What is currently on-our-nightstand you might ask -- the book off to the left -- "Becoming" by Michelle Obama.

We have been reading in that book for three nights and are enjoying it a lot.

The pages are full, smallish type and interesting. The details about a city that I know somewhat is good.

I grew up in the Chicago suburbs, and even though I never lived in the city, I have some sense of living there.

Michelle describes city living well, especially the city on the South side as she saw it and I have only read about it.

This book will take "some time" to read and that is a good thing because it is well written -- I am always amazed when a writer can remember so much detail of things that happened years

before. We look forward each night to read and learn from this book. I'll most likely reference it again.

Lastly, and this is so often the case these days, I am finding out way after the fact about someone in our tree:

My paternal first cousin, Leslie passed away earlier this year -- March. He was 86 years old.

I'm not sure if I ever really met Leslie, but I sure did hear about some of his life, that is for sure. He is the son of my father's brother, Lloyd Jr.

One of the things that I always heard was that he was a champion swimmer in high school and was maybe destined for bigger things in that arena. But as sometimes happens that did not occur.

Just in doing research over the years I have gleaned some facts about Leslie, one being that he had joined the Marines after High School and that he married while in the service and had at least one son, Robert Hiles.

Robert Hiles, also my paternal first cousin but one time removed, has four children, my first cousins two times removed. I have been in contact over the years with two of Leslie's granddaughters.

Thinking about how it would be that I would have heard earlier about Leslie's passing, I'm not sure how it would happen since his grandkids were not in touch with him for years and so I found out while searching "Hiles" records in newspapers. Sad, in a way, for sure.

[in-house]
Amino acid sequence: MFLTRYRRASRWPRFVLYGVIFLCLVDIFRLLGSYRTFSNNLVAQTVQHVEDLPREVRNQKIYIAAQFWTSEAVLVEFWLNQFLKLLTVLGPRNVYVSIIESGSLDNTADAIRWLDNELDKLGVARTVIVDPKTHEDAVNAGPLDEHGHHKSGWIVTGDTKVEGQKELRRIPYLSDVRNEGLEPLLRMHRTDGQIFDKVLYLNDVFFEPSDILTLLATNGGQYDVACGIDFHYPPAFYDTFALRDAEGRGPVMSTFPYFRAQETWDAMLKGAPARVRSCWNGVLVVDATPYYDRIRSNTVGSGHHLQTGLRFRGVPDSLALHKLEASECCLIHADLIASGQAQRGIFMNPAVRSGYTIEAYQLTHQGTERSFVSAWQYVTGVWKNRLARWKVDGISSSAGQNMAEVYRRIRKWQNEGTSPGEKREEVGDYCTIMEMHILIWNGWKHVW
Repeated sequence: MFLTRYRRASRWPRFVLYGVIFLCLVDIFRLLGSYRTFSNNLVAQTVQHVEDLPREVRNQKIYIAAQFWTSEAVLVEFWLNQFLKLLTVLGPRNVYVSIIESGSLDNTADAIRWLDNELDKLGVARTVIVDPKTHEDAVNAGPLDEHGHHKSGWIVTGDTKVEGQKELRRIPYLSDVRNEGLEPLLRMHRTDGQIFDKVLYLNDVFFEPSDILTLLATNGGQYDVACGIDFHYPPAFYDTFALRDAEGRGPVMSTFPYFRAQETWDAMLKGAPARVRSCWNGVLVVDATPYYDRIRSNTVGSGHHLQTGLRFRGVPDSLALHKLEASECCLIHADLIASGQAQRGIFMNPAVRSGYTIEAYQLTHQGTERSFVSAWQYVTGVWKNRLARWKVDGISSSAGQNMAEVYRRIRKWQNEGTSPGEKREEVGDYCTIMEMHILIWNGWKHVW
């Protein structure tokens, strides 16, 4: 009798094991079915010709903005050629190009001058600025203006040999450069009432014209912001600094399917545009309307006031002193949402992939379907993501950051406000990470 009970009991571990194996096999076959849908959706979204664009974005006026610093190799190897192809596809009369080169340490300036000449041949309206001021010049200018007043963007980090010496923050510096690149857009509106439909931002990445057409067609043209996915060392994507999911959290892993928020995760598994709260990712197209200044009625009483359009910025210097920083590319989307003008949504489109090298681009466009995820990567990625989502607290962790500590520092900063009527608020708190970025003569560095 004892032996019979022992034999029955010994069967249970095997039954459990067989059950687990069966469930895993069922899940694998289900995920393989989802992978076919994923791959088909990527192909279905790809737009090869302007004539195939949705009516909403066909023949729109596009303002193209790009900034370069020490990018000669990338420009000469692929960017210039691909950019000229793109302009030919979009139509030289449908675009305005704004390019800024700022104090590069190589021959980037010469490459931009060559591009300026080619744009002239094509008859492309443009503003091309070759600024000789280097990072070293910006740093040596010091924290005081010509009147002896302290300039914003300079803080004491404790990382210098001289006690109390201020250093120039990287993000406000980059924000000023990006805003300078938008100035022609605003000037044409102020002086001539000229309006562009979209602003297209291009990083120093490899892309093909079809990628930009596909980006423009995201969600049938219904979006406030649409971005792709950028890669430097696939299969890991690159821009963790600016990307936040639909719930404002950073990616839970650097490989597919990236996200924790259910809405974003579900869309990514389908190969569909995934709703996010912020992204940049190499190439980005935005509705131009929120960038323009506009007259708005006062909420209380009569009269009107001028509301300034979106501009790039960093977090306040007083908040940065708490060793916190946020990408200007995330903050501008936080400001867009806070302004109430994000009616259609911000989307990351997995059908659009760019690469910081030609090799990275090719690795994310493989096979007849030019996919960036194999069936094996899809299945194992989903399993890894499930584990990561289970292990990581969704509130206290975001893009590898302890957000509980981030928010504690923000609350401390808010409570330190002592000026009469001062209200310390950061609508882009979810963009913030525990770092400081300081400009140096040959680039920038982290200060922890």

And that is a bit of our week, hope to see you all "in a few"!👫

Saturday, November 17, 2018


It has been over ten days since the Northern California fires in Butte County have started to ravish communities there. We still -- over 100 miles away -- are reeling from the effects of the smoke.

The half-moon appearing these nights is obscured by the haze. People all over town appear wearing masks including the folks who come to our door for one reason or another.

When my kids were growing up in the Northwest they used to listen anxiously on winter mornings for any word that "today" would be a "snow day" and that there would be no school. In our neighborhoods these days I suppose the kids await word for "smoke-filled days" that will cause the schools to be closed -- and most local schools have been closed because of the smoke.

Not only regular school has been curtailed, but sporting events and other outdoor activities have been canceled due to the fires. We have pretty much stayed inside -- but that is what our norm these days is anyway.

We keep the furnace fans running and that seems to help a bit and we only venture outside when necessary. We definitely do smell the acrid remains of smoke and it may be having an effect on how we feel.

The TV news is almost all about the fires and it is certainly a "downer". We here in Sonoma County just last year had over 6,000 homes burn -- now there are nearly 10,000 homes that have burnt to the ground in and around Butte County -- more in Southern California.

In Sonoma County, there has only been a handful of homes rebuilt and most folks that have lost their homes are still battling the insurance people and other regulatory agencies that seemingly are making it impossible to rebuild.

The word about Butte County folks who have lost their homes is that first there is almost no way that the thousands of folks left homeless will be able to even find temporary housing until they can rebuild. It is truly a dilemma that one has to hope to never have to experience.

Our indoor activities during the day continue to be centered around puzzle management and we have used that to "block" out some of the reminders of smoke-related activities.